Tips for Recoding Zoom Videos
- To record the meeting, you may be prompted to “claim host.” This is done by logging into Zoom via your campus portal then clicking on “Host Key” at the bottom of the page.
- I use the Share Screen option, which allows you to open course documents and talk through them with the students as they are shown on your screen.
- Practice recording a short video a few times before in order to get the hang of it. You’ll want to pay attention to where the video saves so that you can find it when you are ready to post it!
Tips for the Video Check-Ins
- Prior to recording the check-in videos, I write down notes of the major talking points I want to cover. I tape them to the side of my monitor so that I can just glance over at my notes instead of having to look down at something.
- The first semester that I incorporated these check-in videos, I spent a lot of time starting the recording and then stopping it because my words didn’t come out right, then starting the recording over, etc. I don’t do that anymore! Unless I really mess up and can’t quickly recover from it, I just keep on recording! I think that doing so helps my students see that I am just a regular person, and hopefully helps them feel that I am approachable.
Tips for Zoom Meetings About Class Projects/Assignments
- Have students mute their mics – even one unmuted mic can result in a lot of distracting noise. As the meeting host, you also have the option to mute everyone.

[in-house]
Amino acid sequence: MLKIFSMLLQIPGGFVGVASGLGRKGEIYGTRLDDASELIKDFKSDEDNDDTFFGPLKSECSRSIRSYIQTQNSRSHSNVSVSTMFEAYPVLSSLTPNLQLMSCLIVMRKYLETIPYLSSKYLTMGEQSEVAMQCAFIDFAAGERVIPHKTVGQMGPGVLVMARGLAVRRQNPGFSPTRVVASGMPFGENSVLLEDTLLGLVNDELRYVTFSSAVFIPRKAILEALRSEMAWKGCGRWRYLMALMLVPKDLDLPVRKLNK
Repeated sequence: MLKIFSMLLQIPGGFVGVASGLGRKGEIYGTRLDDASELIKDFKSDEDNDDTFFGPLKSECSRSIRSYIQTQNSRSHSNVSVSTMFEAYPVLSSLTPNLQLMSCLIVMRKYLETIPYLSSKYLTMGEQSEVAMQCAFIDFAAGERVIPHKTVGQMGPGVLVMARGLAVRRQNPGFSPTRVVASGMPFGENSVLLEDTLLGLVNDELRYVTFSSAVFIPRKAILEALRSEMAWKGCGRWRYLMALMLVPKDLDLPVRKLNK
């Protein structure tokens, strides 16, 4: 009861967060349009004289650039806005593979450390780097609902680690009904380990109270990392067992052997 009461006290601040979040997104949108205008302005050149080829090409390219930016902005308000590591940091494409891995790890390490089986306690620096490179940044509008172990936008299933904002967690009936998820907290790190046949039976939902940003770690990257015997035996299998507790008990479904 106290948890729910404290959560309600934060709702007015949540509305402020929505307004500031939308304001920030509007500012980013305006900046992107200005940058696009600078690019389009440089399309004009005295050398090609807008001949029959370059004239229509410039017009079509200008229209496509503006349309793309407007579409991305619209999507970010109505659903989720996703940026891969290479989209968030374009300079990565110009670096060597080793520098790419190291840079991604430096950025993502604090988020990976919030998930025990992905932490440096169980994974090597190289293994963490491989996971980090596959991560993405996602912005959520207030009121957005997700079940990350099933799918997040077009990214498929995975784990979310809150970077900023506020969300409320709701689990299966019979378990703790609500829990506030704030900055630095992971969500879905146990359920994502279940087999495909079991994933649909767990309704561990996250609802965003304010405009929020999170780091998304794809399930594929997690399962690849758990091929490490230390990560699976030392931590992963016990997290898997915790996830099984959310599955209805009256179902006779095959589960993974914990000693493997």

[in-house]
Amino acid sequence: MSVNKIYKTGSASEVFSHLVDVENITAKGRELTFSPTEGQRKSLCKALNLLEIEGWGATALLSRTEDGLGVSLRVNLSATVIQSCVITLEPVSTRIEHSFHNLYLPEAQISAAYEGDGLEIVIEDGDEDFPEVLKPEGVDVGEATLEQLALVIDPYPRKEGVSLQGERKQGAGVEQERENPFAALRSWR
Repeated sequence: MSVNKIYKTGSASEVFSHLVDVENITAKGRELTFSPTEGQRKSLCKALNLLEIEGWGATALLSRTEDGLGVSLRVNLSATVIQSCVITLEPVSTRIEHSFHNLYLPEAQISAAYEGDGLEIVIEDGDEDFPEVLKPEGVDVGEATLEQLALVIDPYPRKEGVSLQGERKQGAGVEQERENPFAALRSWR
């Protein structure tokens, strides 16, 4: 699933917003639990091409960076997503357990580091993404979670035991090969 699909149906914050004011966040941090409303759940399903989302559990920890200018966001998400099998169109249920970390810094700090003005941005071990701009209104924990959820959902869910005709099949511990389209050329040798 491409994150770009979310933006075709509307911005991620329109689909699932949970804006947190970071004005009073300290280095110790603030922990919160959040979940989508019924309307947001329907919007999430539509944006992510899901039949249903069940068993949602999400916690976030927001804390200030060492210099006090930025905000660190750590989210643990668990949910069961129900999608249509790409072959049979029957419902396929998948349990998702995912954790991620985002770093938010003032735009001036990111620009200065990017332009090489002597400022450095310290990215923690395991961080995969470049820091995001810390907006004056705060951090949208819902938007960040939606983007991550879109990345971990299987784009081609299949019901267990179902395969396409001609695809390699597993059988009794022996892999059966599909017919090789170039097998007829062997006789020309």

- For meetings with more than 20 students, I have found that it works best if students save their questions for the end. For smaller meetings, I encourage students to unmute themselves and ask questions at any time. I have actually found this to be quite productive as sometimes other students will unmute themselves to add any information/details in addition to what I am saying. I love that my students feel comfortable in this way!
- When allowing students to ask questions during the meeting, pause frequently to check for questions and make sure you give the students sufficient wait time because the students will have to unmute themselves before asking their questions.
- For very specific questions that are unique to one student’s situation/problem etc. I ask the student to stay on after the meeting so that I can address his or her question without using the time set aside for everyone to attend the meeting.
- Let students know that you are happy to stay on after the meeting to make sure everyone has his or her questions answered.
- If you experience difficulty posting the file to Zoom, you can upload it to YouTube with a private setting.